Wait… did I read that right? Are we better off without any emissions regulations from the EPA? Do we even need a cap and trade approach? According to Dick Morris of the Creators syndicate, the United States “probably has already complied with the Kyoto/Copenhagen goals for reduced emissions… without taxes, without regulations and without government intervention.”
Seriously? Lyman is talking about the $46 million Obama just gave to the EPA to regulate greenhouse gas (GHG) pollution and reporting requirements, even as he cut hundreds of millions to other EPA programs. Cutting emissions is clearly a priority for the President, who has pushed for the U.S. to cut our emissions to 5.0 billion metric tons of carbon by 2015.
But where does Morris get off saying that we are better off without the EPA setting regulations?
He begins by noting the total carbon emissions in the past three years:
In 2007: 6.12 billion metric tons of carbon
In 2008: 5.92 billion
In 2009: 5.5 billion
He then predicts that when we finish calculating the 2010 measurements, we’ll likely be at Obama’s goal. Without any EPA regulations or a cap and trade structure.
He also cites figures showing changes in the share of our energy production coming from different sources between 1996 and 2009 (via U.S. Energy Information Administration):
Coal: 52 percent in 1996, down to 45 percent in 2009.
Natural gas: 13 percent up to 23 percent.
Nuclear: Steady at 20 percent in 1996 and 20 percent in 2009.
Renewable: 2 percent in 1996, 4 percent in 2009.
Based on his numbers, it’s exciting news. If we’ve actually reduced the share of our our total electricity that is produced by coal, that means we’ve done the easy work of fixing the low-hanging fruit. EPA regulations will be a great next step to making deeper, systemic changes that any new machinery or plants will need to be constructed in accordance with. At the same time, adding government regulation to the amount of emissions will spur further innovation on how to make manufacturing more efficient, which will help the U.S. economy be competitive in the coming decades.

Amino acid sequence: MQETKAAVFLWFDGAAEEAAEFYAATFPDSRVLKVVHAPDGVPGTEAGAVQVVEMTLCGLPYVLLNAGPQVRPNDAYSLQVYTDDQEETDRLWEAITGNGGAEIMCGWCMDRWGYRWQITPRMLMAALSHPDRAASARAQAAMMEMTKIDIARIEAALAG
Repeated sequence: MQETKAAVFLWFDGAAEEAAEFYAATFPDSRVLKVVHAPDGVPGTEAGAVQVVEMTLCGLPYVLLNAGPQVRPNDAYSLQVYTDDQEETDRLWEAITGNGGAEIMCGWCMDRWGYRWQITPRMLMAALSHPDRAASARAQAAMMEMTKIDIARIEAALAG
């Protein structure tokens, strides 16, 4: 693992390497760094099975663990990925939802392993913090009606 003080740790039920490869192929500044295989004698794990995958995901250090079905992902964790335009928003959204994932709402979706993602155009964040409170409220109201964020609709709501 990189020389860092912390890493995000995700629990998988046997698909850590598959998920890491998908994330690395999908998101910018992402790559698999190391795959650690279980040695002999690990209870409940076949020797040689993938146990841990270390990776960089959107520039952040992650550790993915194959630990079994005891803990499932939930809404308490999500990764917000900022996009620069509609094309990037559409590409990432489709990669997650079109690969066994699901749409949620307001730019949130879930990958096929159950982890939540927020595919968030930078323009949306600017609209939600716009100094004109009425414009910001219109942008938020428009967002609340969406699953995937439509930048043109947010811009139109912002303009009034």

The key element in these numbers that I see is not that coal use is down 7 percent, but that renewable energy is up only 2 percent. Shifting from coal to natural gas, while a useful short-term solution, is not a long-term energy solution. It’s like buying time rather than addressing the issue. A band aid that looks pretty much like the wound already did.
Morris ends his column by saying we don’t need cap and trade or carbon regulation to lower emissions in the U.S., claiming instead that the whole thing is about greater government control. He credits the drop in emissions to the free market and free enterprise system responding to persuasion and incentives, smugly asserting this as the true inconvenient truth.
I am not going to dispute Morris’ numbers, nor am I going to dispute that persuasion and incentives both play powerful roles in changing the behavior of business. What I will dispute is his assertion that we’ve done enough and don’t need to do any more.
Image Credit: freefotouk via Flickr